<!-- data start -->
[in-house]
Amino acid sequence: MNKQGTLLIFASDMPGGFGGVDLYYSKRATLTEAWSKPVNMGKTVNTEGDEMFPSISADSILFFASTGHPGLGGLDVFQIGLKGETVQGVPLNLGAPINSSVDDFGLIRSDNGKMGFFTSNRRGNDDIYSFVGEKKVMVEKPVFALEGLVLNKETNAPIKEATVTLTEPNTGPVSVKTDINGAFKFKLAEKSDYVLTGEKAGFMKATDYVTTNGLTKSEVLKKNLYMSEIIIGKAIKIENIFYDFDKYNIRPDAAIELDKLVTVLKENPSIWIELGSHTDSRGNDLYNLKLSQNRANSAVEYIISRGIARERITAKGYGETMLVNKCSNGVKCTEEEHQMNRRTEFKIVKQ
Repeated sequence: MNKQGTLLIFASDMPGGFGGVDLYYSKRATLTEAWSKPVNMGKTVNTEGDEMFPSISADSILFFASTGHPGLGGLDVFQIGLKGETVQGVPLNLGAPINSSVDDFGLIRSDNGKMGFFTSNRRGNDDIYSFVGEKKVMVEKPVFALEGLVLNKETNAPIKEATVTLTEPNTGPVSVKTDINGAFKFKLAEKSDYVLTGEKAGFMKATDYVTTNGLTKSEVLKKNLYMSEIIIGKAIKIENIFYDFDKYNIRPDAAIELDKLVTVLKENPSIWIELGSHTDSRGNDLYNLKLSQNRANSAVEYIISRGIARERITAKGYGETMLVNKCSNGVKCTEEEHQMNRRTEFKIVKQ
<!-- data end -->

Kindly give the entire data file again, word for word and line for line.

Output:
[in-house]
Amino acid sequence: MNKQGTLLIFASDMPGGFGGVDLYYSKRATLTEAWSKPVNMGKTVNTEGDEMFPSISADSILFFASTGHPGLGGLDVFQIGLKGETVQGVPLNLGAPINSSVDDFGLIRSDNGKMGFFTSNRRGNDDIYSFVGEKKVMVEKPVFALEGLVLNKETNAPIKEATVTLTEPNTGPVSVKTDINGAFKFKLAEKSDYVLTGEKAGFMKATDYVTTNGLTKSEVLKKNLYMSEIIIGKAIKIENIFYDFDKYNIRPDAAIELDKLVTVLKENPSIWIELGSHTDSRGNDLYNLKLSQNRANSAVEYIISRGIARERITAKGYGETMLVNKCSNGVKCTEEEHQMNRRTEFKIVKQ
Repeated sequence: MNKQGTLLIFASDMPGGFGGVDLYYSKRATLTEAWSKPVNMGKTVNTEGDEMFPSISADSILFFASTGHPGLGGLDVFQIGLKGETVQGVPLNLGAPINSSVDDFGLIRSDNGKMGFFTSNRRGNDDIYSFVGEKKVMVEKPVFALEGLVLNKETNAPIKEATVTLTEPNTGPVSVKTDINGAFKFKLAEKSDYVLTGEKAGFMKATDYVTTNGLTKSEVLKKNLYMSEIIIGKAIKIENIFYDFDKYNIRPDAAIELDKLVTVLKENPSIWIELGSHTDSRGNDLYNLKLSQNRANSAVEYIISRGIARERITAKGYGETMLVNKCSNGVKCTEEEHQMNRRTEFKIVKQ